ISE 2012 marked a sea change in some branches of AV technology. It was the event that saw: alternative lightsources for projectors come of age; large format displays that will eventually challenge interactive whiteboards on price and performance; a resurgence of interest in advanced projection techniques; progress in emerging touchscreen technologies; new levels of maturity in digital signage and unified communication; and control solutions that enable presentation of unparalleled sophistication.
So how do pick the highlights from an exhibition featuring 825 exhibitors? It’s almost impossible to be objective about it, so here is our highly subjective list of exhibits and trends that caught the eye of our editorial team.
1. Scalable projection displays
ISE 2012 saw something of comeback for projection after a succession of events advocating the use of larger flat panels in applications ranging from interactive whiteboards to boardroom collaboration. The focus of this year’s event was on applications that suit the unique characteristics of projection. The Paradigm Display Wall, for example, is designed around Scalable Display Technologies’ products for automatic alignment, blending, warping and colour calibration of projected images. It is a large screen mega-pixel interactive display that sits on the network as an interactive device. The display uses soft edge-blending of standard ultra-short-throw (UST) projectors, usually two or three, to create a wide, high resolution display. Mitsubishi Electric showed an affordable, drag and drop processing technology that enables users to create wide displays with multiple UST projectors, controlling the elements making up the display in real-time.
2. Affordable edge-blending and projection mapping
Edge-blending and projection mapping have previously been seen as complicated and expensive projection techniques, but this year’s ISE saw a number of vendors introduced solutions that bring these technologies into the mainstream. Hitachi showed a software product developed by an education supplier that projected images onto an arch. ViewSonic went a step further, introducing EB standalone processor that enables up/down scaling, format conversion, video walls, 3D decoding, curved surface display, edge-blending, and geometric adjustment up to WQXGA input and WUXGA (full HD) output. The EB series requires no PC for installation and operation; being connected via HDMI cable to the content player and projectors, all which that is required is setting up the screen effect and projector position.
3. Lampless projectors
No longer the preserve of the Pico class, ‘lampless’, or non-UHP, mainstream projectors were the subject of great interest at ISE 2012. The BenQ, in particular, with its Blue Laser Diode lightsource, caught the eye and is sure to challenge the refreshed range of Casio LED / Laser hybrids. With Optoma also in the mix and ViewSonic pitching its offering to the residential market, this will be the year that UHP will start to face some real competition.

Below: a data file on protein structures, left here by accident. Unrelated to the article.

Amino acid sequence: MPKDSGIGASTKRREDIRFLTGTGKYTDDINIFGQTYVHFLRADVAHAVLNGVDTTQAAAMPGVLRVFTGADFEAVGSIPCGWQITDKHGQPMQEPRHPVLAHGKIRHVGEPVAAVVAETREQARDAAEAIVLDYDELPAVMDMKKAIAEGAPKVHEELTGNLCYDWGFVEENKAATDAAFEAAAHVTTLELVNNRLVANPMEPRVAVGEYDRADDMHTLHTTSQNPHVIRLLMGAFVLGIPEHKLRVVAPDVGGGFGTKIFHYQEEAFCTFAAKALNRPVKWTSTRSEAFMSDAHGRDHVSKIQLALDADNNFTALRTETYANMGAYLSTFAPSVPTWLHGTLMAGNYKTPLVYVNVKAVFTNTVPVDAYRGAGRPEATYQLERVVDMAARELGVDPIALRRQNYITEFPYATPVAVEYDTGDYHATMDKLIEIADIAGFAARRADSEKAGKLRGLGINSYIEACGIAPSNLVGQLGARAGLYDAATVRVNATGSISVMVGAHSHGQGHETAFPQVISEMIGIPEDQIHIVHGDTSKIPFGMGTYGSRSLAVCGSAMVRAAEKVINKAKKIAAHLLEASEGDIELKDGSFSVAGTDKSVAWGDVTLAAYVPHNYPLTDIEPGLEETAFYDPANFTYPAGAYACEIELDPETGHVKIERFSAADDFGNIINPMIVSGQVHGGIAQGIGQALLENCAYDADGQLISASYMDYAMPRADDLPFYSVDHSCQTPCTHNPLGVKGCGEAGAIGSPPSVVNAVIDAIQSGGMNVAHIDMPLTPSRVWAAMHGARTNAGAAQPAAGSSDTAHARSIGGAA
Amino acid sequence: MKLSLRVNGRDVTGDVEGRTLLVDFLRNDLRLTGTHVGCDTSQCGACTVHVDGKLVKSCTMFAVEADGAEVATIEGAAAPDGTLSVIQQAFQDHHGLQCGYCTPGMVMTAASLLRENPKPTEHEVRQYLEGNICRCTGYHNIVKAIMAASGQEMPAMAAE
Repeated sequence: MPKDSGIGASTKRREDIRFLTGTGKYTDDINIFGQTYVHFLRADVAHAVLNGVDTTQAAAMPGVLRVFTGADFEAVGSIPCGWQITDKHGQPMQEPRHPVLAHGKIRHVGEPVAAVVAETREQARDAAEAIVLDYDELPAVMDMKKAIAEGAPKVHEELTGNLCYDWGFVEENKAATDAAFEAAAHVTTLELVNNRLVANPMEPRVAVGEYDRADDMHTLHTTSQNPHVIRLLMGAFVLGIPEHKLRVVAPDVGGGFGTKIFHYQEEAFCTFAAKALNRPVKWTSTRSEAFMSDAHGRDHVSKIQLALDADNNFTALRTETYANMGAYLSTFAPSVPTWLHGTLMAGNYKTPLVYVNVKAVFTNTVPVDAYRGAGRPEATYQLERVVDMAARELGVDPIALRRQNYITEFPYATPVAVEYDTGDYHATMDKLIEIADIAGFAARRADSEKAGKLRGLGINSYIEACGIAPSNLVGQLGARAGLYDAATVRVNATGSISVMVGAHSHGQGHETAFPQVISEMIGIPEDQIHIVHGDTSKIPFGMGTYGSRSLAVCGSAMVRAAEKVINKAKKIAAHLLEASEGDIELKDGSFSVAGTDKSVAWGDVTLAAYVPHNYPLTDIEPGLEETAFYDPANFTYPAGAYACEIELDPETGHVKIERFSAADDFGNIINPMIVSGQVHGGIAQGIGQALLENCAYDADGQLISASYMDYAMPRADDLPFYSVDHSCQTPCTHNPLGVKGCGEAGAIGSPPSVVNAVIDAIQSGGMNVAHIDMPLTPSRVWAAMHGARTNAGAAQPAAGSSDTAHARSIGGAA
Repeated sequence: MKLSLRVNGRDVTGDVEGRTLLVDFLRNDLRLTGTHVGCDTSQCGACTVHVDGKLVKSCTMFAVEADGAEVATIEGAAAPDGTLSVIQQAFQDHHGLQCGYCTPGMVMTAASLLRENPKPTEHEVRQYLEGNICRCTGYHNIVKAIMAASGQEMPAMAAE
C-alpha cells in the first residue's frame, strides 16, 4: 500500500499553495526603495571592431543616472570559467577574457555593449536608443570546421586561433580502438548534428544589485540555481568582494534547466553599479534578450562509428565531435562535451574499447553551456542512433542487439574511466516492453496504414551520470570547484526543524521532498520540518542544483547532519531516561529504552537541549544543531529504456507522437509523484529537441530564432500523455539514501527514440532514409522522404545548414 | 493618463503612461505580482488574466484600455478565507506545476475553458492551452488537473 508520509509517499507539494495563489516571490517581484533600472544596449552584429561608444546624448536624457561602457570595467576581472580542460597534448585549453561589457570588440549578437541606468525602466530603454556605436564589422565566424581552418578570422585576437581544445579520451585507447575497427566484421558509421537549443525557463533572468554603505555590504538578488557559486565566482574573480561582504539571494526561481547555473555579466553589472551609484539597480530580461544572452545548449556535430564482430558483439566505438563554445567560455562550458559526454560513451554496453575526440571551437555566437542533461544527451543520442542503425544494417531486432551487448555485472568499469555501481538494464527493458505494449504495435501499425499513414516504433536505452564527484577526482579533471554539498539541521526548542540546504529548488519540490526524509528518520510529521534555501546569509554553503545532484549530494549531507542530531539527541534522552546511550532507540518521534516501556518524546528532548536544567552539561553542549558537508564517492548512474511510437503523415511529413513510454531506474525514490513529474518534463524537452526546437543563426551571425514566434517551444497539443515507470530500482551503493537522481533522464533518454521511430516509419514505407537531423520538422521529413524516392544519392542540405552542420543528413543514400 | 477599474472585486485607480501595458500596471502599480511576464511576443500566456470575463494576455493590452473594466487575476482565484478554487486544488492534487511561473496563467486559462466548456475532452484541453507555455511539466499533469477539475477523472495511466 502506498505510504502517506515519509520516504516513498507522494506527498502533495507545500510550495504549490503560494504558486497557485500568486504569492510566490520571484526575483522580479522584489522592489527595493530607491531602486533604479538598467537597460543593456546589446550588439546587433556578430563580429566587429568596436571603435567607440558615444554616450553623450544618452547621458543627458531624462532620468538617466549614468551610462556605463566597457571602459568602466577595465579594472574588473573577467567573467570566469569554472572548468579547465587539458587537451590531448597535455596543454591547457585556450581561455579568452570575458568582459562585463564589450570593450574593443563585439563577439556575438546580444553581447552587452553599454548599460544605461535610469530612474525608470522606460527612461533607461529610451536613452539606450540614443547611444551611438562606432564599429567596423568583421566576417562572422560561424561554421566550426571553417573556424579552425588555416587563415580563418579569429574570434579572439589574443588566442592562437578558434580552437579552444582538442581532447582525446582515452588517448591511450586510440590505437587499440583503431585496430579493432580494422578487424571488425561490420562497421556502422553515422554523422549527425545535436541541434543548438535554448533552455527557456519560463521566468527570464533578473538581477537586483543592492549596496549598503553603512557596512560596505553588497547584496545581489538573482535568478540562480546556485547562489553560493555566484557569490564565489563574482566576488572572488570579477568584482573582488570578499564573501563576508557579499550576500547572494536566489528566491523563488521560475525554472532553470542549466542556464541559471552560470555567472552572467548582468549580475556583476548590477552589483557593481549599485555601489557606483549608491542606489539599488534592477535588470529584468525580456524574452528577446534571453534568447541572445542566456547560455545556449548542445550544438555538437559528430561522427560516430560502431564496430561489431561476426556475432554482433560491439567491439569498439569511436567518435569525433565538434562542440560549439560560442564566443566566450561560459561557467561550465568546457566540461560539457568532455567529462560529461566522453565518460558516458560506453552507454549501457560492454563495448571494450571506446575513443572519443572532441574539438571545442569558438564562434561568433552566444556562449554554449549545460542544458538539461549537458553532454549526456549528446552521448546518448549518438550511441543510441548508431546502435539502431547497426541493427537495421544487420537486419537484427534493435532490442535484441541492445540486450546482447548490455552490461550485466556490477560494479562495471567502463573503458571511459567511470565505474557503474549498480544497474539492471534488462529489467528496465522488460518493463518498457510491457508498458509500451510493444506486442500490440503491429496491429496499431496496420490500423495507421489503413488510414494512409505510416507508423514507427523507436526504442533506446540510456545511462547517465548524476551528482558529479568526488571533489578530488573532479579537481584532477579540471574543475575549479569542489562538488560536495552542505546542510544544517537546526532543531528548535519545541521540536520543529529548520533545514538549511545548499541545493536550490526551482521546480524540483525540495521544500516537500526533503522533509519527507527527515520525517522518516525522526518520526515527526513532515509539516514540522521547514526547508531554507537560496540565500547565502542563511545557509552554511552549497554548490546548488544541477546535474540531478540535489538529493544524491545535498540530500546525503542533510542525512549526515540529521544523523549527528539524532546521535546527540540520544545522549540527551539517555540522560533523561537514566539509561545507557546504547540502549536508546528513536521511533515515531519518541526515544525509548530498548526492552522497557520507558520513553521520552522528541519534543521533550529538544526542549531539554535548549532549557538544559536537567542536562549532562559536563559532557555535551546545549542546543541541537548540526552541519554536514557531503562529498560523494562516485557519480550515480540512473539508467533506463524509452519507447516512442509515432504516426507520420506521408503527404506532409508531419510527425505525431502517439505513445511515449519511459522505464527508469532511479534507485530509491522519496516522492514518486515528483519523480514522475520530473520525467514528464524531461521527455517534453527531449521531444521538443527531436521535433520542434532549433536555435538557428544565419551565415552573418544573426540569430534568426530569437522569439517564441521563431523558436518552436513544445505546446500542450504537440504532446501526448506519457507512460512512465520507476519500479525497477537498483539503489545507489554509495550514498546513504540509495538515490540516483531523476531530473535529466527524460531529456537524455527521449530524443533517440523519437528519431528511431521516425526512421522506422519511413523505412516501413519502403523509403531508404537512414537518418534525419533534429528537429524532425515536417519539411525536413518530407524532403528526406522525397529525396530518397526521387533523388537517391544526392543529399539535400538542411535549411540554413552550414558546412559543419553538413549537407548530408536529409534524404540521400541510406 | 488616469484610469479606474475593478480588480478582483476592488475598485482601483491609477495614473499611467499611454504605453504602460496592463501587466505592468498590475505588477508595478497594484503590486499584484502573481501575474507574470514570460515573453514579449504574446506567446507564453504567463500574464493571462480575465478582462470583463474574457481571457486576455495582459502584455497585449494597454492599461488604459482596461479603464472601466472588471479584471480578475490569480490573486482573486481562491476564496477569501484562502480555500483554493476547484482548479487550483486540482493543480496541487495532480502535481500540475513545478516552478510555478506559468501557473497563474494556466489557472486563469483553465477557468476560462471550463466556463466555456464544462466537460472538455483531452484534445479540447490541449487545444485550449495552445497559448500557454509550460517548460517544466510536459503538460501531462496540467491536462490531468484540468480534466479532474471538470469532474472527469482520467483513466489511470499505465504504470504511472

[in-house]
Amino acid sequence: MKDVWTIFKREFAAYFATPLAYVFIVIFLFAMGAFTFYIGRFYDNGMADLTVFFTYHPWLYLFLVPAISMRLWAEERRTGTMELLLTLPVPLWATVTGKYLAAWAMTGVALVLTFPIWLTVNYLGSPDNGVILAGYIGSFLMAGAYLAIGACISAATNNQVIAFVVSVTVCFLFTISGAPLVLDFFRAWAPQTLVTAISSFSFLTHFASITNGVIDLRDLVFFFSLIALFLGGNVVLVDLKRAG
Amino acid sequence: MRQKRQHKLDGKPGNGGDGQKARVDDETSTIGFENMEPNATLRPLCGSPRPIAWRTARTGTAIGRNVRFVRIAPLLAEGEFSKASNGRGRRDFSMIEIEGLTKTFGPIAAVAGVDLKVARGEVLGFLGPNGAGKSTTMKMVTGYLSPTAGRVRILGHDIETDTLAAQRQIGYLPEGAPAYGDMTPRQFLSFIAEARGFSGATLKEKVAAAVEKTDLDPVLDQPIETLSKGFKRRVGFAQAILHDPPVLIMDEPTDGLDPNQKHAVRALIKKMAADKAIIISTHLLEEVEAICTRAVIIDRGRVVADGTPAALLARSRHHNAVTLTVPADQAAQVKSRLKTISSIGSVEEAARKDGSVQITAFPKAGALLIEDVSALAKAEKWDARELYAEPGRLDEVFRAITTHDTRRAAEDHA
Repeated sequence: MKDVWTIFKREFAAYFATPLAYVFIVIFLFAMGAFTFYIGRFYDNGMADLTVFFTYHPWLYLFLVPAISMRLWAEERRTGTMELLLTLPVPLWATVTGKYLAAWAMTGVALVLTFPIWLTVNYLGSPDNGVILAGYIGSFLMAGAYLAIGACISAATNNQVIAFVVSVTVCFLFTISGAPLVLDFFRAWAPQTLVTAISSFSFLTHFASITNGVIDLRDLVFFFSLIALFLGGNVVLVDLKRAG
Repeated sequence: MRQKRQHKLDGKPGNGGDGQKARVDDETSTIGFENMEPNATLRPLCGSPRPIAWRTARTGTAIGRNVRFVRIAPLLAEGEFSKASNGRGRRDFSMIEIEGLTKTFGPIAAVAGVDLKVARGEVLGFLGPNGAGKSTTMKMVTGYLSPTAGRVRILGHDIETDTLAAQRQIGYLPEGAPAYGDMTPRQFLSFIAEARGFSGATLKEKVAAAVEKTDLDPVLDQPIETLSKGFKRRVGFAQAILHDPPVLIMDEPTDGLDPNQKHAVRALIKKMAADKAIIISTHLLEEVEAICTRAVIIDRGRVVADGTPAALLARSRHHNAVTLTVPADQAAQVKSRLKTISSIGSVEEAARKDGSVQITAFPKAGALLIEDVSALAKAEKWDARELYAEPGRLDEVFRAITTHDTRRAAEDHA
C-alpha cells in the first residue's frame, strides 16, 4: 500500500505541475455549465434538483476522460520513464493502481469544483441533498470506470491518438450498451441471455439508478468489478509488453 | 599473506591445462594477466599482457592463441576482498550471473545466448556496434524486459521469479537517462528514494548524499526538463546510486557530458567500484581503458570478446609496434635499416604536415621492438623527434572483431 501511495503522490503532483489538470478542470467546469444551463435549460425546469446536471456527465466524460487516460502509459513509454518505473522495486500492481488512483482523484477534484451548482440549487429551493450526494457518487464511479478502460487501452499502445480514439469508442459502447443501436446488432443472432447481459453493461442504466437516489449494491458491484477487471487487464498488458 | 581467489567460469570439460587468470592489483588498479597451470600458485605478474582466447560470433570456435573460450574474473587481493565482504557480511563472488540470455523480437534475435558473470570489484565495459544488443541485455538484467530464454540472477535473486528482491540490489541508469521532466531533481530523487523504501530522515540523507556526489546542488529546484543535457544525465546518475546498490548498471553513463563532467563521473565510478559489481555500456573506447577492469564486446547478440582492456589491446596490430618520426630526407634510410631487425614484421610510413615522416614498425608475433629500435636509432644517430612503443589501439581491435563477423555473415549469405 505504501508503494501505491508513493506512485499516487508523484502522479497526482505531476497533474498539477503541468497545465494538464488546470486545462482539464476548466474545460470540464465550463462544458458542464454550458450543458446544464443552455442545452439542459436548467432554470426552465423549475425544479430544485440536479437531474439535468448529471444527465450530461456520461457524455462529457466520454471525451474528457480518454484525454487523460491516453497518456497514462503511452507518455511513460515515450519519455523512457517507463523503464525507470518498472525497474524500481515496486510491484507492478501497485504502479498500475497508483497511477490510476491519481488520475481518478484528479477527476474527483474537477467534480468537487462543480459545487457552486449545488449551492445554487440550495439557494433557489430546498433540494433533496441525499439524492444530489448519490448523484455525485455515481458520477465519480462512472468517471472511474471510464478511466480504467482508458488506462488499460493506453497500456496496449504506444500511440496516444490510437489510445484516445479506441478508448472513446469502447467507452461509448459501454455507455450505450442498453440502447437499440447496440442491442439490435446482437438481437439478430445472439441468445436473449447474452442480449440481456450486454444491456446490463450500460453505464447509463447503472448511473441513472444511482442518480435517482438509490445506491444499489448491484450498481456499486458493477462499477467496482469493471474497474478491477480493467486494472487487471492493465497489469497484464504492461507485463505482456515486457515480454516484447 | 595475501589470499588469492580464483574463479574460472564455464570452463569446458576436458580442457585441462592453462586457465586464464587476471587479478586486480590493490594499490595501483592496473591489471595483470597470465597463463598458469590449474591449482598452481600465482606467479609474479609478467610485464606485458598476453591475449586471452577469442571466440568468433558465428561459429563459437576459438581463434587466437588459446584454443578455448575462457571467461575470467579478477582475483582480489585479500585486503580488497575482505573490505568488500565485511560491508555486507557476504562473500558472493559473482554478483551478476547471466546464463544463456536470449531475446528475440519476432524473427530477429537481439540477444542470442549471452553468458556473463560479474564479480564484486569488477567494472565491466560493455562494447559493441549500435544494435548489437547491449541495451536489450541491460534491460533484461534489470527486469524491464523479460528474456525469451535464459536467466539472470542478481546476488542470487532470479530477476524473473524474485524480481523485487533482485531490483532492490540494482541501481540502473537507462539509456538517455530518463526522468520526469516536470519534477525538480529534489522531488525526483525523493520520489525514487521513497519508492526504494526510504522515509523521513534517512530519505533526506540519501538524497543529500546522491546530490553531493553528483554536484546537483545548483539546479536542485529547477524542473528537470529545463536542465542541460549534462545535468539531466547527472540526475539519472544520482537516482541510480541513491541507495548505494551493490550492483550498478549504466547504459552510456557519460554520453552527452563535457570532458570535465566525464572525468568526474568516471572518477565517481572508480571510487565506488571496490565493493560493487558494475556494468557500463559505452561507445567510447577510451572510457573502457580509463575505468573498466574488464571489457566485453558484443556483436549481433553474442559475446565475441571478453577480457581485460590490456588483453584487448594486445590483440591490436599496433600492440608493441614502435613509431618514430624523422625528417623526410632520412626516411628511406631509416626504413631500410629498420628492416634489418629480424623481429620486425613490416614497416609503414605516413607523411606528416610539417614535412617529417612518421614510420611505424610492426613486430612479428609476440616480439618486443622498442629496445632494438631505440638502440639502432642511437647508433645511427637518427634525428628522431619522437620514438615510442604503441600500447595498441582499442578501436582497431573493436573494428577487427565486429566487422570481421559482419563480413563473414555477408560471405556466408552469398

4. Installation projectors
The retirement of the Sanyo brand from the projector market sparked a rash of activity at ISE 2012 as vendors vied to take up the slack. Canon showed the WUX5000, with 5000 lumens of brightness and offered with a range of Canon lens options and features to make installation as easy as possible. The WUX5000 is compatible with three different lenses: a standard zoom lens for most typical installations, a telephoto zoom lens for larger environments and a wide single focus lens, which can be used for rear projection applications. All lenses are also interchangeable with the WUX4000 and the WUX5000 has motorised lens shift.
5. 3D displays
Planar is overlooked by much of Europe’s AV industry, popping up at ISE and then disappearing again. But the company is worthy of greater consideration, and to make the point it showed, what it claims is, the thinnest, most visually accurate 3D LCD video wall system. The Clarity Matrix 3D videowall is a stereoscopic visualisation solution made up of 46-inch panels with ‘advanced optics’ on the surface of the LCD. The key point about the product is that it uses cheap, passive glasses. Also, it won’t take up a lot of space, with its EasyAxis mounting system and off-board electronics reducing the install depth to a just 3.6 inches (93 mm).
6. Large format interactive displays
With so much pre-event publicity arising from its CES introduction of Sharp’s new interactive display, many of us felt that we were familiar with this product, even though we hadn’t seen it before. The 80-inch model has been grabbing all the headlines (60 and 70-inch models are also available), sharing a format with traditional IWBs, but with the added benefits of full HD resolution. While Sharp say its new interactive LCD panels are “ideal for teaching in schools and universities” the early adopters of this product are likely to want it for boardroom and conference centre applications and also for digital signage.
7. Alternatives to Surface
FlatFrog is a Swedish developer that we hadn’t come across before. The company has a touch technology called Planar Scatter Detection (PSD) described as an optical in-glass touch solution. Light is transmitted into the glass panel where touch events disturb the particles, so registering the touch. Because the technology is based on the behaviour of light rather than electrical impulses it can detect touch by gloved hands, plastic, rubber or almost any other material as well as finger tips. Elsewhere, Displax showed its new Oqtopus multitouch table with its projected capacitive multitouch technology, Displax Skin Multitouch. This is a transparent and flexible multitouch foil allows 6 simultaneous touches and is thinner-than-paper. It uses a 47” LED display with Full HD and “Smart Energy Saving” technology, and the PC unit runs a Intel i5 dual core 2.5GHz with a AMD Radeon HD 6630M.
8. New device categories